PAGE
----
14 Queen Elizabeth I Ascended to the throne in 1558 after the death of her sister, Mary. She ruled until her death in 1603. A moderate ruler (more so than her father or sister had been). “Video et taceo”: I see, and say nothing. Protestant, but she was famous for her tolerance of Catholicism (as long as people weren’t too blatant about it and attended Anglican church on Sundays). Rome hated her anyway and excommunicated her and any who followed her rule.

15 Elizabeth the Lover… After Mary’s court of fear, Elizabeth implements a court of love. Courtly love… politicians must court her, not petition her. Poetry, music, chivalry, etc. She put herself into the role of the unattainable lover Her poetry is a weapon, deliberately “leaked” in order to make her appear human and emotional after unpopular political decisions. Elizabeth entertains several heads of state with the possibility of marriage… the closest she gets is the Duke of Anjou of France in 1581. “On Monsieur’s Departure”

16 Elizabeth, Virgin Queen After a shaky recovery from small pox in 1562, the Queen’s former beauty is ruined. Parliament and her privy counsel begin to make their strongest arguments for her to marry and produce and heir. It is at this point that Elizabeth begins to wear the heavy white makeup, elaborate wigs, and highly stylized costumes she’s known for in most of her portraits. Artists and playwrights begin to follow along with her fashioning of herself as a virgin goddess.

17 Mary Queen of Scots In 1571 the Ridolfi Plot is uncovered. Mary Queen of Scots has been trying to take Elizabeth’s throne on the grounds that she is Henry VIII’s niece (and a Catholic). Elizabeth delays taking action, though Mary has been proven guilty. Advisors urge action. Highly controversial since Mary is a queen in her own right (Scotland and France).

18 Elizabeth the Warrior Goddess… Spanish Armada 1588 –Philip II of Spain amassed 151 ships to sail against England and depose Elizabeth, whom he felt was ruling illegitimately (and who was helping the Protestant Dutch revolt against their Catholic Spanish enemies) Elizabeth addresses the troops amassed at Tilbury who are to meet the fleet when it hit shore – they had little chance of success. Luckily a storm knocks out most of the fleet and England is saved! England becomes a world power, becomes fascinated with itself – many history plays are written to glorify its past. Her victory dress…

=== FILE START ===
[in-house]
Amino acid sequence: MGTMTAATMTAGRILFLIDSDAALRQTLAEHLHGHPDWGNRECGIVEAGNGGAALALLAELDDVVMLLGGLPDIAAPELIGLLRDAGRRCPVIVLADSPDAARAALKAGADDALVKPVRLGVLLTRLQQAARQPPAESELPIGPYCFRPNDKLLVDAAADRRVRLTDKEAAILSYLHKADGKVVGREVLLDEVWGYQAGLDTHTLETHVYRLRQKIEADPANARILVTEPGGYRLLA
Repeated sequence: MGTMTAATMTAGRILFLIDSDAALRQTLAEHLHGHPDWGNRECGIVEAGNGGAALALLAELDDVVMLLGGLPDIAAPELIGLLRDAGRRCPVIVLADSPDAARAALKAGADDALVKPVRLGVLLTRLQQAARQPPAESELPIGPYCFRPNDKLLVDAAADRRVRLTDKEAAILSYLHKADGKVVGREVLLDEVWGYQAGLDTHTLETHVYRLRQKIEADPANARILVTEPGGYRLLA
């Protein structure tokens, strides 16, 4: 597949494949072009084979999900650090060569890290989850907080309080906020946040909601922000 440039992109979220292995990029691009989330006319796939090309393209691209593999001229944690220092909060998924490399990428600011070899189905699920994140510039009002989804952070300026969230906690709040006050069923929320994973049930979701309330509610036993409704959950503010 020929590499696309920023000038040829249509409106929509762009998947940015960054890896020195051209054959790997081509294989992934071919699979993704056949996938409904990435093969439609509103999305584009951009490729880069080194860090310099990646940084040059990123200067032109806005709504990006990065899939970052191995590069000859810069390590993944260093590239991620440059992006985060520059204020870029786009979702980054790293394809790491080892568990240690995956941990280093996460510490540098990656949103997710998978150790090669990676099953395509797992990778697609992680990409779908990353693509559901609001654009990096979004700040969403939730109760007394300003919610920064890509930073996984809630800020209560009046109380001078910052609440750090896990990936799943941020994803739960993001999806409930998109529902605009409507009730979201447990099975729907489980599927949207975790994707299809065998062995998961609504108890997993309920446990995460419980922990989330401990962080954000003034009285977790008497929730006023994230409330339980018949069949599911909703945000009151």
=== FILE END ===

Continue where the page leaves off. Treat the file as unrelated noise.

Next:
19 Sir Edmund Spenser (1552-1599) As an aspiring poet, Spenser penned The Faerie Queene in honor of Queen Elizabeth, but he fell out of favor with her when he severely criticized one of her trusted advisors. Wrote Amoretti (1595) for his future wife, Elizabeth Boyle. It is a sonnet sequence of 89 sonnets that tell the story of a love relationship in which the couple move toward marriage. Wrote Epithalamion for his wife after their marriage. 365 line poem, one line for each day of the year.

20 The Faerie Queene (1596) A LONG narrative poem/allegorical epic in six books. (one of the longest in English) Spenser planned to write 24 books, one for each of the "twelve private moral virtues“ and 12 “public virtues” which King Arthur represents. In each book, a different hero represents one of these moral virtues. Book 1 is Redcrosse Knight: Holiness. Gloriana = Queen Elizabeth. Arthur is always searching for her – what better consort for Queen Elizabeth but King Arthur?

21 The Faerie Queene (1596) Spenser deliberately uses archaic language as he attempts to create a mythology surrounding Queen Elizabeth and the ideals of her court. Each book contains Lines 1-8 in each stanza are iambic pentameter, and 9 is iambic hexameter (alexandrine); ababbcbcc. This form is called a Spenserian stanza.

22 Book One Characters Redcross = Holiness… a knight trying to do the right thing. Is actually the character of St. George, patron saint of England. Una = the True Church (Protestantism). Accompanies Redcrosse on his quest to save her kingdom from a dragon. Errour = a book vomiting monster/snake woman Duessa/Fidessa = the False Church (Catholicism) Tries to seduce and destroy Redcrosse. Gloriana = the Faerie Queene… really a representation of Queen Elizabeth Arthur = of Arthurian legend. Has fallen in love with the Faerie Queene and seeks her out. Sansfoy, Sansjoy, Sansloy = three evil knights (faithless, Joyless, Lawless)

23 Sir Philip Sydney 1554-1586 Poet, courtier, soldier, Protestant Works to know: his Astrophil and Stella sonnets written to Penelope Devereux Defense of Prosey

24 "The lawyer saith what men have determined; the historian what men have done. The grammarian speaketh only of the rules of speech; and the rhetorician and logician, considering what in nature will soonest persuade, thereon give artificial rules... Only the poet, disdaining to be tied to any such subjection, lifted up with the vigor of his own invention, doth grow in effect another nature, in making things either better than nature bringeth forth, or, quite anew, forms such as never were in nature, as the Heroes, Demigods, Cyclops, Chimeras, Furies, and such like: so as he goeth hand in hand with nature, not enclosed within the narrow warrant of her gifts, but freely ranging only within the zodiac of his own wit. Nature never set forth the earth in so rich tapestry as divers poets have done... Her world is brazen, the poets only deliver a golden" (956-7). "The poet he nothing affirms, and therefore never lieth. For, as I take it, to lie is to affirm that to be true which is false. So as the other artists, and especially the historian, affirming many things, can, in the cloudy knowledge of mankind, hardly escape from many lies. But the poet (as I said before) never affirmeth. [... so wise readers of poetry] will never give the lie to things not affirmatively but allegorically and figuratively written" (968).

25 William Shakespeare You’ve got this already, right? But maybe you should read his longer poems, like The Rape of Lucrece or a history play, like Richard II.

26 Vocabulary to Know… Difference between the Italian (Petrarchan), English (Spensarian), and Shakespearean sonnet types. Octave, sestet, turn (volta), problem, solution Blazon Allegory Pastoral Body Politic vs. natural body